• f : U R is the method's interface in the form of: f : U1 × U2 ×× Un R where U1, U2, Un are the domains of the arguments, R is the domain of the result, and U1 = ist(gc), where ist(gc) represents the class instances.

• s is the set of instructions in a given language which determines the semantics of the function f (method implementation).

Definition 7: A schema of a geographic database consists of a set of geographic classes; a geographic database consists of a set of objects, each of which is an instance of a schema class.

As we mentioned earlier, the Contains relationship between a pair of geographic classes, named gc1 and gc2, indicates that the instances of the class gc1 are included in the instances of gc2. This implies that the geo-feature of gc1 is internal to or on the boundary of the geo-feature of gc2; for instance, at the intentional level "REGION Contains MUNICIPALITY," and at the extensional level "Tuscany Contains Florence" and "Latium Contains Rome."

A variant of Contains is the Full-Contains relationship (see Ferri et al., 2000). The Full-Contains relationship between a pair of geographic classes gc1 and gc2 exists so that gc2 Contains gc1 if the union of class gc2 instances constitutes a complete coverage of the union of class gc1 instances; in each class, the instances are disjoined. The following definition illustrates the condition for the existence of the containment relationship: Full-Contains.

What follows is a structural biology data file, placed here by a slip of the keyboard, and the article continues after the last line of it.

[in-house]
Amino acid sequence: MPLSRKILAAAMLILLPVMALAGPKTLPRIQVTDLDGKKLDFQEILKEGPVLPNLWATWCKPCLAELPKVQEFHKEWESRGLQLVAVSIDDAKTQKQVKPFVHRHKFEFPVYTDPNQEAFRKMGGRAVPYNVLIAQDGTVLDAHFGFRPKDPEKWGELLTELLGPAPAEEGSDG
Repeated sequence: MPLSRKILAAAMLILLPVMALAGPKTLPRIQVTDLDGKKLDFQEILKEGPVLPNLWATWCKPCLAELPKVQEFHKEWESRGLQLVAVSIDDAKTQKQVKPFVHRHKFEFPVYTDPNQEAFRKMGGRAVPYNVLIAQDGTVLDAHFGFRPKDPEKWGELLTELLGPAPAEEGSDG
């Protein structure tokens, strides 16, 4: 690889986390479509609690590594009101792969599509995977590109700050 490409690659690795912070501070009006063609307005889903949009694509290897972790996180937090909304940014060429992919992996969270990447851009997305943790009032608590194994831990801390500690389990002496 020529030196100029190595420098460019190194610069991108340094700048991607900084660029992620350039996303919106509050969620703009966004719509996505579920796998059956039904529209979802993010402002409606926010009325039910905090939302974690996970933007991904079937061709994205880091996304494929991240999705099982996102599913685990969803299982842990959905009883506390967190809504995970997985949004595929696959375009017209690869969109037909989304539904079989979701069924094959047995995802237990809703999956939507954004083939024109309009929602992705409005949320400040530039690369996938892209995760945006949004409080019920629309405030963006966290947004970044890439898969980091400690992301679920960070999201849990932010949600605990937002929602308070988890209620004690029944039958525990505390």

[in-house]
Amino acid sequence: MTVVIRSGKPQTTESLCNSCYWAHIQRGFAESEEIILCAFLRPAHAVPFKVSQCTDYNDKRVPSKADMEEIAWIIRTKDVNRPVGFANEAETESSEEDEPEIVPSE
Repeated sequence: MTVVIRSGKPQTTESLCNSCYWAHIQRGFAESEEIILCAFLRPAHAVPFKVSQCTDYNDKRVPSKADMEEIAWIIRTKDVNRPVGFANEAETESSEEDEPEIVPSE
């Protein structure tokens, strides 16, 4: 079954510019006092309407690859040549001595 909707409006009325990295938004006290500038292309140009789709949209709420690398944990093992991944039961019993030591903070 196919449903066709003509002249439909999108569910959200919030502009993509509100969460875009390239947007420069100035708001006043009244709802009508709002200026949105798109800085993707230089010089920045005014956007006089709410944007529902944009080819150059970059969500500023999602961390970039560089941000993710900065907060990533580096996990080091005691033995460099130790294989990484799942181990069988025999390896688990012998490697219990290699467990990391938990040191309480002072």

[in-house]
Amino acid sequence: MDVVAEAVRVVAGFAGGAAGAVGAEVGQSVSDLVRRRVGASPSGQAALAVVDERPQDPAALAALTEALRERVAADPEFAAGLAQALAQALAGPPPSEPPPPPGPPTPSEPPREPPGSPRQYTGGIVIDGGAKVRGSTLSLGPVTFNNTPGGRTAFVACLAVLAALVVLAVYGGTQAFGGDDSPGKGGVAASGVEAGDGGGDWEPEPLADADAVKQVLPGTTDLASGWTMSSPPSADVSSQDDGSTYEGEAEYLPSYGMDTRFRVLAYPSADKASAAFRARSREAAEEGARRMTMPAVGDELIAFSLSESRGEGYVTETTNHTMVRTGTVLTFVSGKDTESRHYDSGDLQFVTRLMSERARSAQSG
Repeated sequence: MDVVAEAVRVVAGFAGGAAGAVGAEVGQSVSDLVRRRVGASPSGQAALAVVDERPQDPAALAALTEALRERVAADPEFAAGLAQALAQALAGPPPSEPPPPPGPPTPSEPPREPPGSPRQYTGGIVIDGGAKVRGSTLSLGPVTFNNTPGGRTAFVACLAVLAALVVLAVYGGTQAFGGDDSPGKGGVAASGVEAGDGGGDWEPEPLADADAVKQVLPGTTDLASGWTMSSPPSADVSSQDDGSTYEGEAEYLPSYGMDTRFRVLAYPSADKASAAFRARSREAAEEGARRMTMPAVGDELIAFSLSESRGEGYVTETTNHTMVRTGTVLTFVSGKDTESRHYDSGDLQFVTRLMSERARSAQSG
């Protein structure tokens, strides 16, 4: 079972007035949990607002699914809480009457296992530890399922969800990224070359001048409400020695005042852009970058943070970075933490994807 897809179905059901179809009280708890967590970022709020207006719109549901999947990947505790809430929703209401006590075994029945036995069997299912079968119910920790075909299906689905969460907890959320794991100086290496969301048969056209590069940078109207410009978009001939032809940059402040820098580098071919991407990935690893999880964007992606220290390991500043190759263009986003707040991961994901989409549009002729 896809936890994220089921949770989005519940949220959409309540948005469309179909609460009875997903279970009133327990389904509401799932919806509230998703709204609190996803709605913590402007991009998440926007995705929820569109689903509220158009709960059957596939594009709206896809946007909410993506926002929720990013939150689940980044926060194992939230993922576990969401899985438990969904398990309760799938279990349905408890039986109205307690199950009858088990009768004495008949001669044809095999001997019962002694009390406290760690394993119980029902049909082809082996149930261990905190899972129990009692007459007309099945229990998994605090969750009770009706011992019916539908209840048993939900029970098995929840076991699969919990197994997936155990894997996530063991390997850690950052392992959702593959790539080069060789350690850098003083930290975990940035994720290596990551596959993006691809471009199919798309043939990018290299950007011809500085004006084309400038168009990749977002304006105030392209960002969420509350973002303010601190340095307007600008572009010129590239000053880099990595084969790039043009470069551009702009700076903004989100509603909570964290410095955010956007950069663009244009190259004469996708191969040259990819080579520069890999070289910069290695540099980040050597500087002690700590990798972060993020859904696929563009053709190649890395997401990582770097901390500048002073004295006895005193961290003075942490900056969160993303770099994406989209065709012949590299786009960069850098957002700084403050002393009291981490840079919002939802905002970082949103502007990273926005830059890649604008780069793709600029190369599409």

In the rest of the chapter, we will refer to only three spatial relationships named Geo-Disjunction, Geo-Union, and Geo-Touching which are, respectively, equivalent to disjoint, union, and meet operators defined by Egenhofer & Franzosa (1991).

Definition 8: Let gcα and gcβ be two geographic classes. gcα Full-Contains gcβ if:

• goj: goj is-an-instance-of gcβ ! goi: (goi is-an-instance-of gcα) and (goi Contains goj);

• goi, goj1, goj2: goi is-an-instance-of gcα, goj1 is-an-instance-of gcβ, goj2 is-an-instance-of gcβ, goj1 goj2, goi Contains goj1, goi Contains goj2 goj1 Geo-Disjunction goj2;

• goi: goi is-an-instance-of gcα {goj1, , gojn}: goj1 is-an-instance-of gcβ,, gojn is-an-instance-of gcβ, goi Contains goj1, goi Contains gojn : goi goj1 Geo-Union goj2. Geo-Union gojn.

The above definition shows that Full-Contains induces a partially ordered relationship among geographic classes and objects. It satisfies the conditions of the summarizability (disjointness and completeness) of statistical databases discussed by Lenz & Shoshani (1997) from a topological point of view for the GDB environment. The description of these conditions will be given in the next sub-section.

Example 3: Let the geographic classes MUNICIPALITY, PROVINCE, and REGION in the GDB be subclasses of the geographic class Geo Entity defined by the following schema:

` CLASS = Geo Entity   attributes           name: string           geom: geo-region           surface: real `

In Figure 1, the class-subclass hierarchy defined by the ISA relationship is shown, as well as the Full-Contains relationships between the geographic classes representing the administrative subdivision of the Italian territory. Figure 1: A GDB Schema with Full-Contains Relationships Multidimensional Databases: Problems and Solutions
ISBN: 1591400538
EAN: 2147483647
Year: 2003
Pages: 150